Get local stories you won't find anywhere else right to your inbox.
Sign up here

Just Posted

FILE — In this March 31, 2021 file photo, a nurse fills a syringe with a dose of the Johnson & Johnson’s one-dose COVID-19 vaccine at the Vaxmobile, at the Uniondale Hempstead Senior Center, in Uniondale, N.Y. The U.S. is recommending a “pause” in administration of the single-dose Johnson & Johnson COVID-19 vaccine to investigate reports of potentially dangerous blood clots. In a joint statement Tuesday, the Centers for Disease Control and Prevention and the Food and Drug Administration said it was investigating clots in six women in the days after vaccination, in combination with reduced platelet counts. (AP Photo/Mary Altaffer, File)
72 new COVID-19 cases in Interior Health

This brings the total number of cases in the region to 9,666 since the pandemic began

Kootenay-Columbia MP Rob Morrison. Photo courtesy Conservative Party of Canada.
MP Morrison hopes for economic recovery plan in upcoming federal budget

Kootenay-Columbia Conservative looking for post-pandemic recovery plan in next week’s Liberal budget

RCMP. (Phil McLachlan/Capital News)
RCMP seek help on egging attacks

Someone is egging the Seniors Villa in Sparwood

Michael Yellowlees and his dog, Luna, are walking across Canada. (Scott Tibballs / The Free Press)
Scottish man treks across Canada for the trees

Michael Yellowlees is raising money and awareness for the re-wilding of Scotland

A syringe is loaded with COVID-19 vaccine at a vaccination clinic run by Vancouver Coastal Health, in Richmond, B.C., Saturday, April 10, 2021. THE CANADIAN PRESS/Jonathan Hayward
Interior Health announces 89 cases of COVID-19 in the region

Currently, there are 900 active cases in the region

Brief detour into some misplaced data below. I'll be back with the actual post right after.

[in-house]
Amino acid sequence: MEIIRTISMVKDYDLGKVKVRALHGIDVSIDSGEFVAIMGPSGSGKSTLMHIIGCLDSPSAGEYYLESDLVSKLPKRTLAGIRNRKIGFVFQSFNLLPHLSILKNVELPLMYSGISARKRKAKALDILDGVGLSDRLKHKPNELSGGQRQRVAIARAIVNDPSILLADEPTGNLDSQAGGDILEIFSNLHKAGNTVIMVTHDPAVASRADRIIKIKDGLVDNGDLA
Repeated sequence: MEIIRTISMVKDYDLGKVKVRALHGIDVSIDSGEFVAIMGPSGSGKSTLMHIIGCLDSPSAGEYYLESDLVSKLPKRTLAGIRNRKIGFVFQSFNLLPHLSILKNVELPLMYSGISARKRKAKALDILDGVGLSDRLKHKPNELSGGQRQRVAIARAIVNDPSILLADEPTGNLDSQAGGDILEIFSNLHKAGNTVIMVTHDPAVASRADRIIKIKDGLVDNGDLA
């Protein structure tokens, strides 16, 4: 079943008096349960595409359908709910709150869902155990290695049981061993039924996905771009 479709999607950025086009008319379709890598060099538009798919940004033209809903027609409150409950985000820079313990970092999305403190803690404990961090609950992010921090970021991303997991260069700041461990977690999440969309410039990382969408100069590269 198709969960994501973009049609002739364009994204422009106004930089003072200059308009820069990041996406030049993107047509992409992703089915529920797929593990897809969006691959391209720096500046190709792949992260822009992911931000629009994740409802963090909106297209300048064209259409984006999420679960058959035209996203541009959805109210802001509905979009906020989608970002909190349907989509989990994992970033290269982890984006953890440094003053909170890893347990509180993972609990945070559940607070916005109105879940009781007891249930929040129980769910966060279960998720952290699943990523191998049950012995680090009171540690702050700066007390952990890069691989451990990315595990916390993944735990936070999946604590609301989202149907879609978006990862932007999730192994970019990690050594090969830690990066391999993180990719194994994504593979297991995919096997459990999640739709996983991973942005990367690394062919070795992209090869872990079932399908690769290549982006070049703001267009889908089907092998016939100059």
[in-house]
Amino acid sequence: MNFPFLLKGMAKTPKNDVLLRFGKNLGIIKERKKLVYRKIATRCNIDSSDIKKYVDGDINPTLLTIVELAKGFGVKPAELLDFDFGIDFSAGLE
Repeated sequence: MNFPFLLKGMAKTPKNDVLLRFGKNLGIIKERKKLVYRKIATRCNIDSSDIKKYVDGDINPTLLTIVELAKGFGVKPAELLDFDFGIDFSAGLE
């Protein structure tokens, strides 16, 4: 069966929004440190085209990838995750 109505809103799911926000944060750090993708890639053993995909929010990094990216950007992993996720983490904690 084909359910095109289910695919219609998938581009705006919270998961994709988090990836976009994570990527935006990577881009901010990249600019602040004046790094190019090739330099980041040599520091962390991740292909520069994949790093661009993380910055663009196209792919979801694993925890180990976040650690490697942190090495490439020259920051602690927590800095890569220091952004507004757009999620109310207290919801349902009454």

Restaurant patrons enjoy the weather on a patio in Vancouver, B.C., Monday, April 5, 2021. The province has restricted indoor dining at all restaurants in B.C. due to a spike in COVID-19 numbers. THE CANADIAN PRESS/Jonathan Hayward
B.C.’s COVID-19 indoor dining, drinking ban extending into May

Restaurant association says patio rules to be clarified

B.C. Premier John Horgan speaks at the B.C. legislature. (B.C. government)
Tougher COVID-19 restrictions in B.C., including travel, still ‘on the table’: Horgan

John Horgan says travel restrictions will be discussed Wednesday by the provincial cabinet

Protesters occupied a road leading to Fairy Creek Watershed near Port Renfrew. (Submitted photo)
B.C. First Nation says logging activist interference not welcome at Fairy Creek

Vancouver Island’s Pacheedaht concerned about increasing polarization over forestry activities

Cannabis bought in British Columbia (Ashley Wadhwani/Black Press Media)
Is it time to start thinking about greener ways to package cannabis?

Packaging suppliers are still figuring eco-friendly and affordable packaging options that fit the mandates of Cannabis Regulations

Flow Academy is not accepting membership applications from anybody who has received a dose of the vaccine, according to a password-protected membership application form. (Submitted image)
B.C. martial arts gym refusing patrons who have been vaccinated, wear masks

Interior Health has already issued a ticket to Flow Academy for non-compliance with public health orders

Guinevere, lovingly referred to by Jackee Sullivan and her family as Gwenny, is in need of a gynecological surgery. The family is raising money to help offset the cost of the procedure. (Jackee Sullivan/Special to Langley Advance Times)
Langley lizard’s owners raise funds for gynecological surgery

The young reptile is scheduled for operation on Tuesday

Facebook screenshot of the sea lion on Holberg Road. (Greg Clarke Facebook video)
VIDEO: Sea lion randomly spotted on remote B.C. logging road

Greg Clarke was driving home on the Holberg Road April 12, when he saw a large sea lion.

Defence counsel for the accused entered two not guilty pleas by phone to Grand Forks Provincial Court Tuesday, Jan. 12. File photo
B.C. seafood company owner fined $25K for eating receipt, obstructing DFO inspection

Richmond company Tenshi Seafood is facing $75,000 in fines as decided March 4 by a provincial court judge

B.C. Finance Minister Selina Robinson speaks in the B.C. legislature, March 2, 2021. (Hansard TV)
B.C. NDP ministers defend ‘air tax,’ latest COVID-19 business aid

Empty home tax doesn’t apply to businesses, but space above them

Most Read